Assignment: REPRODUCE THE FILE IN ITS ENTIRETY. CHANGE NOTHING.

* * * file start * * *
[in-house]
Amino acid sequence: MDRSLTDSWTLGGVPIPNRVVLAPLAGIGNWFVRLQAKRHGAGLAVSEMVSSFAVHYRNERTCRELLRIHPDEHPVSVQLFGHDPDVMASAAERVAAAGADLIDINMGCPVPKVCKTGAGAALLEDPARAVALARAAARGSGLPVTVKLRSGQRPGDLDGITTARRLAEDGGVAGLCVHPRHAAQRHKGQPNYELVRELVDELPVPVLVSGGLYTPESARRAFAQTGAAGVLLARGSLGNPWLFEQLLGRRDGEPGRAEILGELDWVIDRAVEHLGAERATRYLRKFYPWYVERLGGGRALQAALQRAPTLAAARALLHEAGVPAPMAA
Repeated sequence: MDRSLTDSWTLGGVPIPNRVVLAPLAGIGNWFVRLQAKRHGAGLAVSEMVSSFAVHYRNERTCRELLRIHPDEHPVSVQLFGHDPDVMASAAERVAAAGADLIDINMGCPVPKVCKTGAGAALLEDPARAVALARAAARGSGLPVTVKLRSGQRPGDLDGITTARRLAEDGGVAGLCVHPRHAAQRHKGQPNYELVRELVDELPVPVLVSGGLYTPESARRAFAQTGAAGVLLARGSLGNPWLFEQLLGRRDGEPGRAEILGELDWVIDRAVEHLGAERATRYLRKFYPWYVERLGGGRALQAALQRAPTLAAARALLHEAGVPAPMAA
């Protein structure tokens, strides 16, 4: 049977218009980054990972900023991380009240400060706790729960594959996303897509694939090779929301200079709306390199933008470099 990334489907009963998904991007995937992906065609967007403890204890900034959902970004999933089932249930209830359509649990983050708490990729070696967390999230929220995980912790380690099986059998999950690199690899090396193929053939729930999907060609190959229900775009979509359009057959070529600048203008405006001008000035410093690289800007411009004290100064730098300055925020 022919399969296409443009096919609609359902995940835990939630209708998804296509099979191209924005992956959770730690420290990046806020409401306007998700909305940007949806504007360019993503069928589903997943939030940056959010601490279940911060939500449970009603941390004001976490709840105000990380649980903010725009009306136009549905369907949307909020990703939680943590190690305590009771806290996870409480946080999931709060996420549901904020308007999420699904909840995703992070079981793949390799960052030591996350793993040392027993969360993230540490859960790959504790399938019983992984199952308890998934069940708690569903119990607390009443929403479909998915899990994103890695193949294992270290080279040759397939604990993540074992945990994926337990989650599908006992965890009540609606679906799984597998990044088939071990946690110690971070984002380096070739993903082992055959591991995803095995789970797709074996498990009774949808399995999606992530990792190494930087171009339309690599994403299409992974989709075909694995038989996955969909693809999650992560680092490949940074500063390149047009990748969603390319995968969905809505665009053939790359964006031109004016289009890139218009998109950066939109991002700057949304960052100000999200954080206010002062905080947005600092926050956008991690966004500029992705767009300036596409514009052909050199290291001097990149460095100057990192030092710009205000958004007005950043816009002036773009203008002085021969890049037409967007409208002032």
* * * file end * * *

[in-house]
Amino acid sequence: MDRSLTDSWTLGGVPIPNRVVLAPLAGIGNWFVRLQAKRHGAGLAVSEMVSSFAVHYRNERTCRELLRIHPDEHPVSVQLFGHDPDVMASAAERVAAAGADLIDINMGCPVPKVCKTGAGAALLEDPARAVALARAAARGSGLPVTVKLRSGQRPGDLDGITTARRLAEDGGVAGLCVHPRHAAQRHKGQPNYELVRELVDELPVPVLVSGGLYTPESARRAFAQTGAAGVLLARGSLGNPWLFEQLLGRRDGEPGRAEILGELDWVIDRAVEHLGAERATRYLRKFYPWYVERLGGGRALQAALQRAPTLAAARALLHEAGVPAPMAA
Repeated sequence: MDRSLTDSWTLGGVPIPNRVVLAPLAGIGNWFVRLQAKRHGAGLAVSEMVSSFAVHYRNERTCRELLRIHPDEHPVSVQLFGHDPDVMASAAERVAAAGADLIDINMGCPVPKVCKTGAGAALLEDPARAVALARAAARGSGLPVTVKLRSGQRPGDLDGITTARRLAEDGGVAGLCVHPRHAAQRHKGQPNYELVRELVDELPVPVLVSGGLYTPESARRAFAQTGAAGVLLARGSLGNPWLFEQLLGRRDGEPGRAEILGELDWVIDRAVEHLGAERATRYLRKFYPWYVERLGGGRALQAALQRAPTLAAARALLHEAGVPAPMAA
């Protein structure tokens, strides 16, 4: 049977218009980054990972900023991380009240400060706790729960594959996303897509694939090779929301200079709306390199933008470099 990334489907009963998904991007995937992906065609967007403890204890900034959902970004999933089932249930209830359509649990983050708490990729070696967390999230929220995980912790380690099986059998999950690199690899090396193929053939729930999907060609190959229900775009979509359009057959070529600048203008405006001008000035410093690289800007411009004290100064730098300055925020 022919399969296409443009096919609609359902995940835990939630209708998804296509099979191209924005992956959770730690420290990046806020409401306007998700909305940007949806504007360019993503069928589903997943939030940056959010601490279940911060939500449970009603941390004001976490709840105000990380649980903010725009009306136009549905369907949307909020990703939680943590190690305590009771806290996870409480946080999931709060996420549901904020308007999420699904909840995703992070079981793949390799960052030591996350793993040392027993969360993230540490859960790959504790399938019983992984199952308890998934069940708690569903119990607390009443929403479909998915899990994103890695193949294992270290080279040759397939604990993540074992945990994926337990989650599908006992965890009540609606679906799984597998990044088939071990946690110690971070984002380096070739993903082992055959591991995803095995789970797709074996498990009774949808399995999606992530990792190494930087171009339309690599994403299409992974989709075909694995038989996955969909693809999650992560680092490949940074500063390149047009990748969603390319995968969905809505665009053939790359964006031109004016289009890139218009998109950066939109991002700057949304960052100000999200954080206010002062905080947005600092926050956008991690966004500029992705767009300036596409514009052909050199290291001097990149460095100057990192030092710009205000958004007005950043816009002036773009203008002085021969890049037409967007409208002032």